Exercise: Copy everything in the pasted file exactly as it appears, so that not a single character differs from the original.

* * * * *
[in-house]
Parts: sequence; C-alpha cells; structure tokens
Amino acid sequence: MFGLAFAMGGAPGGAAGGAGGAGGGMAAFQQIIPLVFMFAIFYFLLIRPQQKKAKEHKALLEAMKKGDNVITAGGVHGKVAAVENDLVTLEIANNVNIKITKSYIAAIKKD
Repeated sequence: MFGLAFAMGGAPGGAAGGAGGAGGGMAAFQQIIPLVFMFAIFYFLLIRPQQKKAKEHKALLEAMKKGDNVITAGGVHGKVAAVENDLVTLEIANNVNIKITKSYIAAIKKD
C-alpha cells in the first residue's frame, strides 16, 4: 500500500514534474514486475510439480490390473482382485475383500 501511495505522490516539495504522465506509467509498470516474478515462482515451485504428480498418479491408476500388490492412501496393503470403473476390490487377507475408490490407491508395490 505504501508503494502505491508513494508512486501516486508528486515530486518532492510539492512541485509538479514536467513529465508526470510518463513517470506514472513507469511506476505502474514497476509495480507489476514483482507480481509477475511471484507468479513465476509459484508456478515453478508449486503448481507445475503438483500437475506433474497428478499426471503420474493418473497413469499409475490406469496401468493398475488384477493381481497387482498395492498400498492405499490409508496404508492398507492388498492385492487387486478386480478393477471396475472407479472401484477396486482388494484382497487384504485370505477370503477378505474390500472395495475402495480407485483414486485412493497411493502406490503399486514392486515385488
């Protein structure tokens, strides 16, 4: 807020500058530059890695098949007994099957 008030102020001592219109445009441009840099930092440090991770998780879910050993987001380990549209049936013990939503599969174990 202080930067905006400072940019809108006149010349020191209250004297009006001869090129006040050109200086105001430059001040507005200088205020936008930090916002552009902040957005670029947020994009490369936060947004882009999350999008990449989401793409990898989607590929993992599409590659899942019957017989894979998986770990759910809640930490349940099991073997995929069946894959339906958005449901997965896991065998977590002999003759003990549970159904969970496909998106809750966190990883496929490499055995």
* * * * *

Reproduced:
[in-house]
Parts: sequence; C-alpha cells; structure tokens
Amino acid sequence: MFGLAFAMGGAPGGAAGGAGGAGGGMAAFQQIIPLVFMFAIFYFLLIRPQQKKAKEHKALLEAMKKGDNVITAGGVHGKVAAVENDLVTLEIANNVNIKITKSYIAAIKKD
Repeated sequence: MFGLAFAMGGAPGGAAGGAGGAGGGMAAFQQIIPLVFMFAIFYFLLIRPQQKKAKEHKALLEAMKKGDNVITAGGVHGKVAAVENDLVTLEIANNVNIKITKSYIAAIKKD
C-alpha cells in the first residue's frame, strides 16, 4: 500500500514534474514486475510439480490390473482382485475383500 501511495505522490516539495504522465506509467509498470516474478515462482515451485504428480498418479491408476500388490492412501496393503470403473476390490487377507475408490490407491508395490 505504501508503494502505491508513494508512486501516486508528486515530486518532492510539492512541485509538479514536467513529465508526470510518463513517470506514472513507469511506476505502474514497476509495480507489476514483482507480481509477475511471484507468479513465476509459484508456478515453478508449486503448481507445475503438483500437475506433474497428478499426471503420474493418473497413469499409475490406469496401468493398475488384477493381481497387482498395492498400498492405499490409508496404508492398507492388498492385492487387486478386480478393477471396475472407479472401484477396486482388494484382497487384504485370505477370503477378505474390500472395495475402495480407485483414486485412493497411493502406490503399486514392486515385488
């Protein structure tokens, strides 16, 4: 807020500058530059890695098949007994099957 008030102020001592219109445009441009840099930092440090991770998780879910050993987001380990549209049936013990939503599969174990 202080930067905006400072940019809108006149010349020191209250004297009006001869090129006040050109200086105001430059001040507005200088205020936008930090916002552009902040957005670029947020994009490369936060947004882009999350999008990449989401793409990898989607590929993992599409590659899942019957017989894979998986770990759910809640930490349940099991073997995929069946894959339906958005449901997965896991065998977590002999003759003990549970159904969970496909998106809750966190990883496929490499055995």